When a molecule (two blue spheres) collides with an atom (single red sphere), an atom can be exchanged. A new molecule is produced (red and blue spheres) and an atom (single blue sphere) is released. In the experiment performed in Innsbruck this process is observed at temperatures of less than one millionth above the absolute zero. The exchange is completely determined by the quantum nature of the matter and can be controlled by a magnetic field. (Caption: Eureka Alert; Image: IQOQI)
Press release from Institute for Quantum Optics and Quantum Information, Innsbruck, Austria.
Popular press coverage (not an exhaustive list):
|Science Daily, ``Ultra-Cold Chemistry: First Direct Observation of Exchange Process in Quantum Gas,'' Feb. 2, 2010.|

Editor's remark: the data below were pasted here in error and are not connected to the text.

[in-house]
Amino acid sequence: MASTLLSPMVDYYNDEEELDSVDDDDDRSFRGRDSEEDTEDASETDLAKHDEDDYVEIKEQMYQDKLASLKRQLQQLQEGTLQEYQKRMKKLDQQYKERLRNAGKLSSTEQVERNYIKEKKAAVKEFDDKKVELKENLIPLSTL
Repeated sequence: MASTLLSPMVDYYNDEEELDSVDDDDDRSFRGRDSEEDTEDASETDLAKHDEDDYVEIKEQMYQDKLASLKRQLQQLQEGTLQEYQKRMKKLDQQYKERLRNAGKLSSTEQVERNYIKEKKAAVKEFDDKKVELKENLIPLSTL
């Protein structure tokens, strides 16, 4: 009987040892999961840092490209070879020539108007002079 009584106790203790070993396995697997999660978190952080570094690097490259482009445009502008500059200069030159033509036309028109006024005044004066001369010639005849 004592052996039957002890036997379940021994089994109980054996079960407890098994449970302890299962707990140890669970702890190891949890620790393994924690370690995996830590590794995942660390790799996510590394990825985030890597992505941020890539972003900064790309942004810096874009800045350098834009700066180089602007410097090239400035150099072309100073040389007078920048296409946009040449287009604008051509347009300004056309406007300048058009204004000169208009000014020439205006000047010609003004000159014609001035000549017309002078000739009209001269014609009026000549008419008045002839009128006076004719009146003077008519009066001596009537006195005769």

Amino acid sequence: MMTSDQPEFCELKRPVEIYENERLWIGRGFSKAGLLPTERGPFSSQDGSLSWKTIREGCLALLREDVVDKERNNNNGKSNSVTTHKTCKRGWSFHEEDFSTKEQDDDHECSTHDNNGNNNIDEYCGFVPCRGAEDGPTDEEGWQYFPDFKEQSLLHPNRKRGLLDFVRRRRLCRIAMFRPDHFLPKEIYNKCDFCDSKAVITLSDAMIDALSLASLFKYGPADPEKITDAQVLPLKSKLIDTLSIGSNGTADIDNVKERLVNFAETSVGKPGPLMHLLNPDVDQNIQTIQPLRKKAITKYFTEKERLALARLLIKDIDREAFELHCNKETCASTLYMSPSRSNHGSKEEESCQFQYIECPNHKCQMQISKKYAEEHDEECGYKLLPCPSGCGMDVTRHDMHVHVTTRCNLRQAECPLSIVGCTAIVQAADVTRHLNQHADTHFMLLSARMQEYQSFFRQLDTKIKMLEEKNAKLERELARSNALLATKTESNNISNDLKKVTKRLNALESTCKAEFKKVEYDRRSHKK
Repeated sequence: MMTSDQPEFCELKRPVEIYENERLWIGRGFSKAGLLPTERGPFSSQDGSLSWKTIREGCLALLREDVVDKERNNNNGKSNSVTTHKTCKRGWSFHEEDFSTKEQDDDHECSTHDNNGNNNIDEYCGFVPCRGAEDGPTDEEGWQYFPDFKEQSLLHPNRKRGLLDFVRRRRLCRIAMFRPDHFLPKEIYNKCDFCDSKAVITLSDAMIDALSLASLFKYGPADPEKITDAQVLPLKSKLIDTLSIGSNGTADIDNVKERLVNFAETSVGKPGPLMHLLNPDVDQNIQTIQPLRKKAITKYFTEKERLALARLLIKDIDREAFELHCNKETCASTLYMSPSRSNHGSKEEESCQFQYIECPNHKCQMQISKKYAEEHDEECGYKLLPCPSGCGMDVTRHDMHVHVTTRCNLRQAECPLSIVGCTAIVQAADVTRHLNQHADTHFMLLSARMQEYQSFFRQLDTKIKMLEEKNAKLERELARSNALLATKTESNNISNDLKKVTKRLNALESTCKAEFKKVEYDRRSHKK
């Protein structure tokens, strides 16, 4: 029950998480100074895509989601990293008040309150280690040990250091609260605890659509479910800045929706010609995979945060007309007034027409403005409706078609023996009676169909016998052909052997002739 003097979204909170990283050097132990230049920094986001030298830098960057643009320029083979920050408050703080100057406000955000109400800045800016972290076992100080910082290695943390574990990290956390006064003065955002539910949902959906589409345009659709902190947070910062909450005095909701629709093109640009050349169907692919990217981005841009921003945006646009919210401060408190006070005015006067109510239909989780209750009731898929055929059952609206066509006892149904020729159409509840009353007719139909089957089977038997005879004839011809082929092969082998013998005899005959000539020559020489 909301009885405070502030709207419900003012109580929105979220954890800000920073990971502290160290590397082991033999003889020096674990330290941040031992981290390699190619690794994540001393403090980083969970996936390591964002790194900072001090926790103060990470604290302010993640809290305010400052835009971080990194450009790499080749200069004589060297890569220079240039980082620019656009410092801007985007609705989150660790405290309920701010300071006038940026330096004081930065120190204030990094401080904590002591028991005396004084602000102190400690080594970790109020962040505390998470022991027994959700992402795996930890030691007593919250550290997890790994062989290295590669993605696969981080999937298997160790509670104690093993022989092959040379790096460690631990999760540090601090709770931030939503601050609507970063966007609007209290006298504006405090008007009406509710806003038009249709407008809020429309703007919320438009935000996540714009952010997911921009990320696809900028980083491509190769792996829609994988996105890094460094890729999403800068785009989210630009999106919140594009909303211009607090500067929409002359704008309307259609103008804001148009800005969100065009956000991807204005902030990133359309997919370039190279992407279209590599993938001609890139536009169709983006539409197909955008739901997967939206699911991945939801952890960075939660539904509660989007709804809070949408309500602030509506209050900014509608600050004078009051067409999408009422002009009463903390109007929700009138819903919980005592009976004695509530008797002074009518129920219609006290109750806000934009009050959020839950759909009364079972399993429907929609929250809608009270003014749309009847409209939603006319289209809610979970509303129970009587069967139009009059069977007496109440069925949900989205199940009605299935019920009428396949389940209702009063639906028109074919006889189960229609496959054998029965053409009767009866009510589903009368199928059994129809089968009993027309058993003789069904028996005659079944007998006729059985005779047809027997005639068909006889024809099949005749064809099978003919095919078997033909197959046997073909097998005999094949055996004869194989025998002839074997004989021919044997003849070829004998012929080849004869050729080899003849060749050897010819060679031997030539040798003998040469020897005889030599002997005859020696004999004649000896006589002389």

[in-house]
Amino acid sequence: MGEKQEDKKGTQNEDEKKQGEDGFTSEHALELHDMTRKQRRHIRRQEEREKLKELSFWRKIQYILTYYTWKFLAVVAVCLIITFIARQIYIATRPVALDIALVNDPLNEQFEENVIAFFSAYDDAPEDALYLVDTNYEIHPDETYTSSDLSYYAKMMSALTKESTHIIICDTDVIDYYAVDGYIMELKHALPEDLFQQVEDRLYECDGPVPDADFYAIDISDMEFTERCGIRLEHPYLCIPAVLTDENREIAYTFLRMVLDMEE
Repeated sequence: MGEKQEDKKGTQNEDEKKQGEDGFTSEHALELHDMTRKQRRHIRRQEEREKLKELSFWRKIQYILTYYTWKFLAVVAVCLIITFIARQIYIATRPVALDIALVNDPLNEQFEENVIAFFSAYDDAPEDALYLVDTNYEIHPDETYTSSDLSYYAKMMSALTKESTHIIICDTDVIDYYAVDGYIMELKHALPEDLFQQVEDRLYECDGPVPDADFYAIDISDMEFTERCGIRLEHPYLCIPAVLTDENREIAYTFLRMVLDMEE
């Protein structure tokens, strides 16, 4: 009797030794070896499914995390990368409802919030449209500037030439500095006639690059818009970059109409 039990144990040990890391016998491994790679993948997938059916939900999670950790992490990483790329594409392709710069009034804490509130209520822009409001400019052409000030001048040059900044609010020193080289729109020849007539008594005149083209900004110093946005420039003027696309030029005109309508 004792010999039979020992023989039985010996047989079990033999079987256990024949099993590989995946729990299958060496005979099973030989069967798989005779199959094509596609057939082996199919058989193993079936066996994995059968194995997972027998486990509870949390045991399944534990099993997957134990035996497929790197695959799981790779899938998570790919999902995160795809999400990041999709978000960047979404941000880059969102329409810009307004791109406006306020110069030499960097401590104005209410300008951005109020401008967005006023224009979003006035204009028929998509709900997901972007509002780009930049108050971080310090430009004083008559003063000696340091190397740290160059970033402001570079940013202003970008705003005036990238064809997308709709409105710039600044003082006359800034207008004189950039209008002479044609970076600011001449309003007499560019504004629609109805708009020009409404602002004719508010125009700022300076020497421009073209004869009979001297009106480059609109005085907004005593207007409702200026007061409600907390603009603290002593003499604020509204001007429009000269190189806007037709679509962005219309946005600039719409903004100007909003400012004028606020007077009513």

|Lab Spaces, ``Featured Article: Ultra-cold chemistry,'' Feb. 2, 2010.|
|Nanowerk News, ``Ultracold Chemistry: First direct observation of exchange process in quantum gas,'' Feb. 2, 2010.|
|Physorg.com, ``Ultracold chemistry: First direct observation of exchange process in quantum gas,'' Feb. 2, 2010.
||Chemie.de, ``Ultra-cold chemistry,'' Feb. 2, 2010.
||Chemistry Times, ``Ultra-cold chemistry,'' Feb. 3, 2010.
110. ``Magnetically controlled exchange process in an ultracold atom-dimer mixture,''
S. Knoop, F. Ferlaino, M. Berninger, M. Mark, H.-C. Naegerl, R. Grimm, J.P. D'Incao, and B.D. Esry,
Phys. Rev. Lett. 104, 053201 (2010).
Viewpoint by R.V. Krems, ``Ultracold controlled chemistry,'' Physics 3, 10 (2010).